Pakistan Army says scope of General Qamar Javed Bajwa's doctrine limited to security measures
Pakistan Army said that army chief General Qamar Javed Bajwa was not against the 18th amendment but simply wants to ensure the provinces are capable of making the decisions as it clarified that if a 'Bajwa doctrine' exists its scope is limited to security measures only.
Islamabad: Pakistan Army said that its chief General Qamar Javed Bajwa was not against the 18th amendment but simply wants to ensure the provinces are capable of making the decisions as it clarified that if a 'Bajwa doctrine' exists its scope is limited to security measures only.
The landmark 18th amendment that has lent greater autonomy to the provinces was passed unanimously by parliament with all major political parties on board. "Every army chief has their own perspective and General Bajwa's is to promote peace which existed in the past. That is what the Bajwa doctrine is," army spokesman Major General Asif Ghafoor said while addressing a press conference.
General Bajwa recently met a group of journalists and explained his doctrine which was being seen as a template for bringing peace and security to Pakistan and the region. Ghafoor said the army chief's views in his informal meeting with journalists may have been misrepresented by some.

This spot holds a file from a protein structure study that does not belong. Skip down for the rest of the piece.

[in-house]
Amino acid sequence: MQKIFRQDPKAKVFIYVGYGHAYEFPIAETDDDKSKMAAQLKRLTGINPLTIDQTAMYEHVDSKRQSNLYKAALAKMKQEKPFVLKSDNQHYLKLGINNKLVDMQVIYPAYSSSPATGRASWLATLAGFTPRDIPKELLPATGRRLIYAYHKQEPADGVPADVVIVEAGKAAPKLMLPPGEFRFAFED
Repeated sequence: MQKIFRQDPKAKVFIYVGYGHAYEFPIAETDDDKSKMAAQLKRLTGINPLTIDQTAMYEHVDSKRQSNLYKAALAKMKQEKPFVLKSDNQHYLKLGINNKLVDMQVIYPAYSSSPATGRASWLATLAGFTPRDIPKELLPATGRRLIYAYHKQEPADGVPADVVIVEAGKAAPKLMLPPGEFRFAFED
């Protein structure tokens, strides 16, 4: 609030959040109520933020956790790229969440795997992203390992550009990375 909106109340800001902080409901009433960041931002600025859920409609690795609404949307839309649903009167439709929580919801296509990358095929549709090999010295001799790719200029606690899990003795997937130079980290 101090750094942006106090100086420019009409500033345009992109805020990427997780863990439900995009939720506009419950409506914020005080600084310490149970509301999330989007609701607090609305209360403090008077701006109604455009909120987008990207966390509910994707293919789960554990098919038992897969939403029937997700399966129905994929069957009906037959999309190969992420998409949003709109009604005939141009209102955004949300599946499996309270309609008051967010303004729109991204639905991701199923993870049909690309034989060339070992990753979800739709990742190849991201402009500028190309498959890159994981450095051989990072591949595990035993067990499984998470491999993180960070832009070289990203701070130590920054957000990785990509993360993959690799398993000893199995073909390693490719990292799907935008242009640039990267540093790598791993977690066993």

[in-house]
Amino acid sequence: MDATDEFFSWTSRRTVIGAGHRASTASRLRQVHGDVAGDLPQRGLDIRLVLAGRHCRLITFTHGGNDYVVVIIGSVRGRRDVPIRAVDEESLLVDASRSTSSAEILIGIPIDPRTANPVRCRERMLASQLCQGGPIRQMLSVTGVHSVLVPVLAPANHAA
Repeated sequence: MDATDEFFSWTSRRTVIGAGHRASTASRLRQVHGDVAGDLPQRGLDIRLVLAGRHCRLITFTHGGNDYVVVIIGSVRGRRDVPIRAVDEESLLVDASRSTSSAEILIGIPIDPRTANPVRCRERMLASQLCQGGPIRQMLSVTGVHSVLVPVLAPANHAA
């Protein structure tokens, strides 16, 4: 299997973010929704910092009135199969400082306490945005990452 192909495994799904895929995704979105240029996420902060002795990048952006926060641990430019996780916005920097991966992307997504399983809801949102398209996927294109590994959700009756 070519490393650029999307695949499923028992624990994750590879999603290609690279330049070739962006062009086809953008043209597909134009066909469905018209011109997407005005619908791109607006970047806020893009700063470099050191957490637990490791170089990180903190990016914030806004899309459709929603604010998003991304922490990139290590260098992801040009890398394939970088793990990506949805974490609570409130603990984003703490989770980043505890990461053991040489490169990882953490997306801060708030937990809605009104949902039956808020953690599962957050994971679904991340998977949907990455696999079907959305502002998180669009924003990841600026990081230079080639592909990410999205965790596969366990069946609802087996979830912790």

"There was a lot of talk about the 18th Amendment," he said. "The army chief never said that as a whole 18th Amendment is not good; amendments are brought because the Constitution remained incomplete in certain aspects."
Ghafoor said that the army supports empowerment of provinces and rejected the idea that General Bajwa expressed desire to undo delegation of powers to province by the previous government. He also said that Pakistan was committed to complete multi-billion dollars China-Pakistan Economic Corridor (CPEC) which will benefit the entire region.
"We wish for CPEC to be successful. It will bring prosperity to the whole region. If India sees it as a threat, it (such thinking) will negatively affect the region. If our contributions are seen as negative, this will affect the region's stability," he said. Ghafoor said Pakistan was sending troops to Saudi Arabia under the bilateral security agreement of 1982 to help in "training and advise" the Saudi government to maintain internal stability.
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